Extell, which originally intended to build a 35-story, 181,000-square-foot luxury hotel at the site, Read More
A joint venture led by The Carlyle Group has sold two newly-developed residential towers on the Upper West Side for a reported $400 million to the California Public Employees’ Retirement System.
Completed in 2010, the The Aldyn and The Ashley, 38 and 23 stories-high, respectively, include a mix of rental and condominiums for a total of 345 units and a mixture of studio, one-, two-, three-and four-bedrooms that average roughly 1,000 square feet.
The Sacramento-based pension fund, also known as Calpers, made the purchase through Boston-based GID Investment Advisers LLC, its real estate manager for residential transactions.
“The Ashley and Aldyn provide GID an opportunity to expand our exposure in New York City in a single transaction,” said Bill Chiasson, senior vice president and director of eastern region acquisitions for GID, in a statement. “Manhattan is a market that has historically provided consistent revenue growth versus the national average and where valuations hold up better over time versus other core, U.S. markets.”
Midtown Manhattan, the biggest and most expensive U.S. office market, is still adapting to New York’s post-financial-crisis economy, as technology and new media companies flood into the more affordable areas and banks remain wary of expanding in higher-priced real estate.
With construction getting under way on millions of square feet of planned Class A offices on the West Side, much of the leasing action for the year to date has centered on neighborhoods like Murray Hill, the Penn Station area and the Garment District, which are attracting companies that have been priced—or crowded—out of the technology hub in Midtown South, brokers said. Financial companies, traditionally the biggest occupiers of Midtown real estate, remained conservative, pursuing greater efficiency in their use of real estate rather than growth.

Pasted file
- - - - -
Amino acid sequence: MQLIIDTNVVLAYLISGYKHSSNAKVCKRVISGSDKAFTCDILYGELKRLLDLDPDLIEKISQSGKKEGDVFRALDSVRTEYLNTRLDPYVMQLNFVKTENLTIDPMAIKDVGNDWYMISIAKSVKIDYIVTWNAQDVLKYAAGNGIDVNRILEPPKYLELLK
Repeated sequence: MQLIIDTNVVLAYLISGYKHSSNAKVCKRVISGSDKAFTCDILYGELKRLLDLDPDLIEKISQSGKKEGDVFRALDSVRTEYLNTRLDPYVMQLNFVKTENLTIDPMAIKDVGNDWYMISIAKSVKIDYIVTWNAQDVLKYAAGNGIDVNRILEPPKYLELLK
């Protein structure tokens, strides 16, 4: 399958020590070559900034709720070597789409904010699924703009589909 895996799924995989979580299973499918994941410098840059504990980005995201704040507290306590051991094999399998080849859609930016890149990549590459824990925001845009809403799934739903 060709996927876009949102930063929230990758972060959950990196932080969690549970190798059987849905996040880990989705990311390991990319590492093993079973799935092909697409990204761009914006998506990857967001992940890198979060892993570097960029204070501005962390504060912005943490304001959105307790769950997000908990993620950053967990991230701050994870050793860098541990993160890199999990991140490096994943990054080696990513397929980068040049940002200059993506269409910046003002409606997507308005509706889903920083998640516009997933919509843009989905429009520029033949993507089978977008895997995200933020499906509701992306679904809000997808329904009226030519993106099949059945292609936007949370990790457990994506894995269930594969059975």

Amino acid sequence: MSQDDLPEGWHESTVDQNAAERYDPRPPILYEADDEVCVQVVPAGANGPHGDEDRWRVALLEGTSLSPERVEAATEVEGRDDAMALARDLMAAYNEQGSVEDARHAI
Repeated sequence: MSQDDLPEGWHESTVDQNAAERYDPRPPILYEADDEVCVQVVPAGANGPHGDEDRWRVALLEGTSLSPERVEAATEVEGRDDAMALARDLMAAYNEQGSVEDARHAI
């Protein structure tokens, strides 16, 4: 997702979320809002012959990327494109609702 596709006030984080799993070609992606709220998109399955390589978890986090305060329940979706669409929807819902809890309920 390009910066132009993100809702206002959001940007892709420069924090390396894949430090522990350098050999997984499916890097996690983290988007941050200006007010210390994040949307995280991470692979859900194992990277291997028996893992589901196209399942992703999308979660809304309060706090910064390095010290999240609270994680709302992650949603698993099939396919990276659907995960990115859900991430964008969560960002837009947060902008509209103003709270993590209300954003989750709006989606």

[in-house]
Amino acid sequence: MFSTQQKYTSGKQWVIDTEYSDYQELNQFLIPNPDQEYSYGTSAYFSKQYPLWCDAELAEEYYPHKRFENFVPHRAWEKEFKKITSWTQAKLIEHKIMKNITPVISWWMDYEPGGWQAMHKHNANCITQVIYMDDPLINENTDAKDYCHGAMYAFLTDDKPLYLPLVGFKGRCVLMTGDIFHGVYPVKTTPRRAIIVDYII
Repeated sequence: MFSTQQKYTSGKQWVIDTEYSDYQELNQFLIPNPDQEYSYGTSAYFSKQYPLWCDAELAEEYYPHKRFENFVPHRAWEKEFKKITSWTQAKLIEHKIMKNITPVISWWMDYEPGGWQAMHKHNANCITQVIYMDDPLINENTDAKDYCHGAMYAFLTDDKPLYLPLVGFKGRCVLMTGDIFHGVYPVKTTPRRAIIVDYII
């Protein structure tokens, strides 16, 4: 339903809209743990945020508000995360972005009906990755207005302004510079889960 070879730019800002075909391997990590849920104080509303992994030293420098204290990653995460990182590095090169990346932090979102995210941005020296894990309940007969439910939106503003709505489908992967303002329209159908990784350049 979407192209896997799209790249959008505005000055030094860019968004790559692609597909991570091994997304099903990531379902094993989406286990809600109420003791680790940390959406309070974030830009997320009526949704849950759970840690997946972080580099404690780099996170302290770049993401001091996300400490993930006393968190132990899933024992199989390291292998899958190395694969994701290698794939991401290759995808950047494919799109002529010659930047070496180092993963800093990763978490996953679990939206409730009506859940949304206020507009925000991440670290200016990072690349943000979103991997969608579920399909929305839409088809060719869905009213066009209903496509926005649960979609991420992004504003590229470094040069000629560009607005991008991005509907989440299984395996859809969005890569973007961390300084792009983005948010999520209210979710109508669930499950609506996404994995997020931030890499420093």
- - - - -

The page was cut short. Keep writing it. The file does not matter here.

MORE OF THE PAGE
“The days of bigger is better are gone,” said Eric Thomas, senior vice president of Cresa, a specialist in tenant representation. “Capital preservation is still key. That’s why renewals still reign in many cases.”
Last fall, a group of lenders—including debt funds, insurance companies and international banks—competed for the $80 million assignment to refinance Lehman Brothers Holdings’ On The Ave Hotel on New York City’s Upper West Side.
Ultimately, the borrower tapped Singapore-based United Overseas Bank, which in the last two years has been behind several large office loans in New York and hotel loans on the West Coast, but which was essentially a newcomer to the city’s hotel lending scene. UOB inked the deal during the same late November week when Bank of China closed a $465.9 million loan on the iconic Plaza Hotel, after having refinanced the Mandarin Oriental Hotel for $170 million earlier in 2012.
Dr. Nilesh Patel has signed for a new office at 20 East 46th Street.
The ear, nose, and throat medical specialist will be taking a 2,514-square-foot office on the eighth floor of Extell Development‘s 20 East 46th Street in Midtown. The lease, signed for 10 years, will consolidate his practices in Queens and Manhattan into Read More
Featuring an all-star line up of the city’s most formidable real estate professionals, this year’s annual Masters of Real Estate fetched a record 450 RSVPs, The Commercial Observer has learned.
Observer Media Group executives began preparing for the event, now in its third year, six months in advance with an eye toward creating an eclectic mix of speakers. Larry Silverstein of Silverstein Properties, Michael Fascitelli of Vornado, William Rudin of Rudin Management, Jeff Blau of Related Companies and Glenn Rufrano of Cushman & Wakefield are all scheduled to appear. Rob Speyer of Tishman Speyer bowed out.
Jared Kushner, the owner of The Commercial Observer and president of Kushner Companies, will lead the event with remarks.